On Tuesday April 9, a Special Mathematics Colloquium was held in the Smith Learning Theater. The event was hosted by Vice Provost of Digital Innovation and CMLTD Professor Lalitha Vasudevan, and Dean of the Ontario Institute for Studies in Education Erica Walker. Prior to her Deanship, Dr. Walker was the previous MST Department Chair, the Clifton Brewster Upton Professor of Mathematical Education, and the Director of the Edmund W. Gordon Institute for Advanced Study. 

This special colloquium and screening featured short videos from an National Science Foundation-funded project headed by Professors Walker and Vasudevan, and their co-PI Professor Robin Wilson. The project is titled “Expanding Mathematical Futures Through Multimedia Storytelling.” In the project's first phase, the Storytelling team, comprised of both faculty and graduate students, developed several short 2-3 minute videos from longer interviews of 31 Black mathematicians about their formative mathematics learning experiences. These interviews were to be included in a national K-8 curriculum as a means of Season 2, Episode 6 of the Media and Social Change Lab (MASCLab) Podcast features clips from some of these interviews from and highlights an early iteration of this project. 

This new phase of the project seeks to explore the impact of broader dissemination, aiming to broaden the mathematical imagination and aspirations of Black and other underserved student populations. The team has planned a round of screenings with cross-sections of community partners, followed finally by a focus on community engagement by widely disseminating across multiple social institutions and media platforms including but not limited to the National Urban League, the NAACP, the Mathematicians of the African Diaspora website, Mathematically Gifted and Black website, as well as schools, museums, libraries, and other existing STEM and math initiatives.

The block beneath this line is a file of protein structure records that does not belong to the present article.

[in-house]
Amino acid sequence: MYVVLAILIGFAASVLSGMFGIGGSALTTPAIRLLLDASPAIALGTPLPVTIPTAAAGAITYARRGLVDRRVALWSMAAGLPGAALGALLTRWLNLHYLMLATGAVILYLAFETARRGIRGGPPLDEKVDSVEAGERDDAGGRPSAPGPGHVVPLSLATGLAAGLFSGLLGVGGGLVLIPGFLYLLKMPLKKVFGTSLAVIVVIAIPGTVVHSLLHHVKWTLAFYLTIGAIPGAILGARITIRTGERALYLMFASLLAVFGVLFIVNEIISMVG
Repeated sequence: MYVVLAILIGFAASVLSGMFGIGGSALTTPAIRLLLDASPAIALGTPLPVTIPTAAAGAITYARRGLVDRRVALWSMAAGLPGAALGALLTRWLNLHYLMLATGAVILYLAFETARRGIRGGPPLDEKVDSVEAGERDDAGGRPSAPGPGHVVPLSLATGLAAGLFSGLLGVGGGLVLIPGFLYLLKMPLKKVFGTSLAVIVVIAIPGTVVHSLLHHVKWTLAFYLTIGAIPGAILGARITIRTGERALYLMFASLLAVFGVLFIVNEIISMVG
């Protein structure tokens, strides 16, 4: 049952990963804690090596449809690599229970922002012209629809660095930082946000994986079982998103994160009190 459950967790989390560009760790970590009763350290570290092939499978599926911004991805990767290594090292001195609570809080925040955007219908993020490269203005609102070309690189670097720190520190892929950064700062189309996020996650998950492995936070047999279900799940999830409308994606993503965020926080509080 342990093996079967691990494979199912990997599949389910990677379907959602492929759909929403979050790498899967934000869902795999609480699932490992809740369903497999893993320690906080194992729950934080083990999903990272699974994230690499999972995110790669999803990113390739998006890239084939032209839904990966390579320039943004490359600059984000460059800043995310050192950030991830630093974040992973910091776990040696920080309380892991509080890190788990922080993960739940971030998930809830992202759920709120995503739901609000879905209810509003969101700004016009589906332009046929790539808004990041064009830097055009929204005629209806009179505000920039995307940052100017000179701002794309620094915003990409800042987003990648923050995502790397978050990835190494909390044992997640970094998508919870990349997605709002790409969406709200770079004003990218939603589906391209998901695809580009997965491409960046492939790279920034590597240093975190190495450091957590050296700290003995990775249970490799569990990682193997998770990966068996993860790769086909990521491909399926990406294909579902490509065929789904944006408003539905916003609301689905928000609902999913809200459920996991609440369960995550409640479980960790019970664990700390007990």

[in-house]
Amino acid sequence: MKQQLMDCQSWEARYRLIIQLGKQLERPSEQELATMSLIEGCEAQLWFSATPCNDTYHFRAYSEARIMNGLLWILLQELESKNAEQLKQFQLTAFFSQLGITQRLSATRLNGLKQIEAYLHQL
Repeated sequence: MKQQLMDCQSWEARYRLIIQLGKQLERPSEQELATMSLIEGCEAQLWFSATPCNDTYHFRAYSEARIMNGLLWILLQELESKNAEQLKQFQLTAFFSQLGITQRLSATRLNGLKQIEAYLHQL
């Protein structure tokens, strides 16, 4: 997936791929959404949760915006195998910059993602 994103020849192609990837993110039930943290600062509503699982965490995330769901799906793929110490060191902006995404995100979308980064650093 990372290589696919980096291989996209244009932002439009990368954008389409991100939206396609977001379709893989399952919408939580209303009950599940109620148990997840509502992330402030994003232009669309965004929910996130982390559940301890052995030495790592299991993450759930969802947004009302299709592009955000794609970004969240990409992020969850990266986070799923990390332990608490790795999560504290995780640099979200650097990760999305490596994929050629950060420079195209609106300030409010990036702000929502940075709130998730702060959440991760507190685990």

This Special Mathematics began with a brief overview of the project and an overview of its early findings. Afterward, Professors Vasudevan and Walker shared several videos and elicited audience feedback about them. They also spent time thinking with the audience about the potential uses of the videos both inside and outside of the classroom. By the event's conclusion, attendees gained deeper insights into storytelling's role in fostering culturally responsive and inclusive instructional practices, leaving inspired to integrate storytelling and media-making into their educational contexts.

“Expanding Mathematical Futures Through Multimedia Storytelling” speaks directly to Professor Walker’s research, which focuses on social and cultural factors, as well as educational policies and practices, that facilitate mathematics engagement, learning, and performance, especially for underserved students. It is also an enactment of multimodal research and pedagogy, which Professor Vasudevan is dedicated to fostering at TC and beyond. It is an innovative approach to public scholarship which seeks to expand the public's views of mathematics and its practitioners. We look forward to seeing this project continue to develop and grow!